Space For Rent
Monday, May 9, 2016, Baishakh 26, 1423 BS, Shaban 1, 1437 Hijri


Refugee Crisis
Establishing secure and legitimate routes for asylum seekers
Ataur Rahman
Published :Monday, 9 May, 2016,  Time : 12:00 AM  View Count : 1329
The egregious violations of global human rights have become prevalent and more grievous as well as pervasive than in any other time in history. The world since the dawn of civilization has been fighting its corner to fend off humanitarian catastrophe and failed persistently. The recent humanitarian crisis of refugees cast a dark patina over our civilized achievement. The overwhelming outflow of Syrian refugees and an alarming number of internally displaced people have shaken the very fabric of global conscience, and intensified the crisis with manifold problems.
Who are the refugees and worst sufferer of manmade crisis? According to the Geneva Convention on Refugees-1951 and a subsequent protocol of 1967, a refugee is a person who seeks refuge outside his country of citizenship because of his deeply rooted fear of persecution due to religion, race, nationality, political opinion, ethnicity or for adherence to particular social or ideological group. Hence refugees are unable to ensure sanctuary in their habitual residence or owing to that fear unwilling to take protection of their own country. The descendants of refugees are not considered as refugees but in two different cases such as Palestinian refugees and Sahrawian refugees. There are more than 19.5 million refugees throughout the world. Syrian refugees, among them, become the largest group outnumbering Afghan refugees who had been the largest group for last three decades. Bordering countries bear the brunt of massive onrush of refugees. As of March 2016 Turkey alone, hosting 2.7 million Syrian refugees and 0.3 million Iraqi refugees, becomes the world's biggest refugee hosting country. This growing number of refugees and nonchalant response of political heavyweights, paucity of technical and financial support aggravated the scenario. Panic-stricken people seldom find any proper channel to accommodate themselves. More often these refugees, being desperate, tend to adopt deadly risk and usually board on rickety boat for shoring up asylum. Sometimes their fate encounters with more gloom and gets buried into water, leaving no trace for their whereabouts.
Research finds that refugees have historically tended to flee to nearby countries with ethnic kin population of cultural and linguistic commonalities and who have a history of accepting other co-ethnic refugees. Besides, refugees feel gravitated towards close geographical landscape with easily reachable bordering area where social security and legal protection are available. Greece being the main entrance to European Union (EU) countries faces the worst music of Syrian war fleeing refugees. But utterly mindless reluctance towards new EU approach of mandatory quota system for relocation of refugees by Romania, Czech Republic, Slovakia and Hungary has inflicted a blow upon their European unity. Moreover, zero migration razor wire built by Hungary, slamming shut of border by Macedonia, Slovenia, Croatia, and Serbia, is the blatant illustration of sheer negligence. Since the German Chancellor Angela Merkel clinches to her 'open door' policy, she has been facing mounting political backlash inside her own country and garnering severe criticism from several EU leaders. It has also brought the field day for right wing populist ADF party.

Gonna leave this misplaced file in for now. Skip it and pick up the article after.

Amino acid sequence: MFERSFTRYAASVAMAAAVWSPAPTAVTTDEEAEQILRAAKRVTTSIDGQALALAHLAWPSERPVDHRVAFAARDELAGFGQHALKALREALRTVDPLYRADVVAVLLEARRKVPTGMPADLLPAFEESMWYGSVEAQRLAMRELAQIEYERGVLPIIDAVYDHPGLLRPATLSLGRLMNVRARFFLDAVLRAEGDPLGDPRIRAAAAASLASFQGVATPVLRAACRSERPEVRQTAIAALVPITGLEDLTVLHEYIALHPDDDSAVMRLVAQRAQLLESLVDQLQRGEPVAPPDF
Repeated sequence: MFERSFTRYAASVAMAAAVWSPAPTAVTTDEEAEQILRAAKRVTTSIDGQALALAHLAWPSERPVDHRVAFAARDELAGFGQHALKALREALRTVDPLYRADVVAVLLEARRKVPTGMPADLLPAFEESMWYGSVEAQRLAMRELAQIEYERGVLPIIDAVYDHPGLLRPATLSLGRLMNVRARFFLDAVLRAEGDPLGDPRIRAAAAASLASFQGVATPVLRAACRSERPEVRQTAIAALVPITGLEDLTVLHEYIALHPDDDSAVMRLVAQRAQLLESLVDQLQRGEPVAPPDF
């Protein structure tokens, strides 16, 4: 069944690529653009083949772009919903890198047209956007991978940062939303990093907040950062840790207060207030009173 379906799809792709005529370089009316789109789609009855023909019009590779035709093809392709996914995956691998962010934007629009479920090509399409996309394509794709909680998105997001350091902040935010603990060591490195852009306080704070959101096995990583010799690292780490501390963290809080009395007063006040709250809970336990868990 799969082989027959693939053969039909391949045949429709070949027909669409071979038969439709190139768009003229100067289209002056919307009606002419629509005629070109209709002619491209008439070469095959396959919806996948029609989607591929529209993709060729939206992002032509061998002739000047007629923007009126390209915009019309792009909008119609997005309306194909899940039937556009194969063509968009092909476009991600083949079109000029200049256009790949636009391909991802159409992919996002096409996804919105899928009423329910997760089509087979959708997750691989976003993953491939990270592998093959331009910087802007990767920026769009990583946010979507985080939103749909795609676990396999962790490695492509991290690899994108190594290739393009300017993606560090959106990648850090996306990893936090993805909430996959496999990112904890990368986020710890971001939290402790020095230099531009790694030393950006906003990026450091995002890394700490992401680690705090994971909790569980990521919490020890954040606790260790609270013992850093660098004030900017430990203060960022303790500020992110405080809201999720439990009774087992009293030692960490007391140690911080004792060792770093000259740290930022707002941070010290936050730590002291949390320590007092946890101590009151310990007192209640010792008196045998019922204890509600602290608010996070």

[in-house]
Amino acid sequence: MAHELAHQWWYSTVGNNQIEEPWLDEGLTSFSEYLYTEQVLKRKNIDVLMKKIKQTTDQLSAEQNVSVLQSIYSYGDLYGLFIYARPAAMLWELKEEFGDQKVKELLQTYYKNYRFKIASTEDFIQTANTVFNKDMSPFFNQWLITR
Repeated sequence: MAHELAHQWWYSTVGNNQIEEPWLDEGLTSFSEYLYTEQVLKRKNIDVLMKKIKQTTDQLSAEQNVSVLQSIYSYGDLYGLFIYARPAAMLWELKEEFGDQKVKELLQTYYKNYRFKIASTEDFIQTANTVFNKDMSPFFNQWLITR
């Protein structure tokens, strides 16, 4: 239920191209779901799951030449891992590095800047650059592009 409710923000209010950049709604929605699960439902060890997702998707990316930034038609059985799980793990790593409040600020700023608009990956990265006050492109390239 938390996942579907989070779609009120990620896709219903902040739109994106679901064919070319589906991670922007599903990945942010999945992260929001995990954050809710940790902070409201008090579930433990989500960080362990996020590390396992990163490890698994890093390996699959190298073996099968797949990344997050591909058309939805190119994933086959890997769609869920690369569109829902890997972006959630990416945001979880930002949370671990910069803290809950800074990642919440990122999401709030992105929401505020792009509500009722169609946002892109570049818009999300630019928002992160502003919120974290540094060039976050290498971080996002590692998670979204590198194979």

But why have these been happening throughout the years? For the EU, indeed, 1.2 million asylum seekers representing 0.2 percent of the total population of European countries would be very smoothly manageable if EU implemented common asylum policy and distributed refugees fairly among its member states. But counter-intuitive situation has developed and refugees have become an overwhelming burden when all asylum seekers feel encumbered as they are forced to throng in a bottleneck pass way in one or two countries. Even, before the crisis got into impasse, greater effort for resettlement and humanitarian aid programmes would enable EU to seek viably justifiable legitimacy to internationalize the crisis mitigation and management and to ask other nations such as USA, Russia, Brazil and the Gulf States to assume a more proportionate share of responsibility. It is no wonder that the Germany citizens and other Europeans have had a sense of terrorist attack after the outbreak of two deadly terrorist attacks in Brussels and Paris. Their sense of fear is emanated from the fact that ISIS, Taliban or others religious militant groups would surreptitiously infiltrate in Europe to turmoil the continent and establish their ideology of Islamic Caliphate after the call for global Jihad by Abu Baker al Baghdadi. But most of the people risking their life to shoring in Europe are fleeing the horror of Syrian civil war and the brutal savagery of Taliban or other militant groups in Iraq and Somalia. Hence, a holistic approach for identification through screening, fingerprint registration, DNA documentation and a meticulous refugee handling system would also provide better assurance that the refugees ultimately accepted for Europe are not the militants. If these processes are followed, these will put plugs on loopholes and foil any attempt by militants to infiltrate in Europe.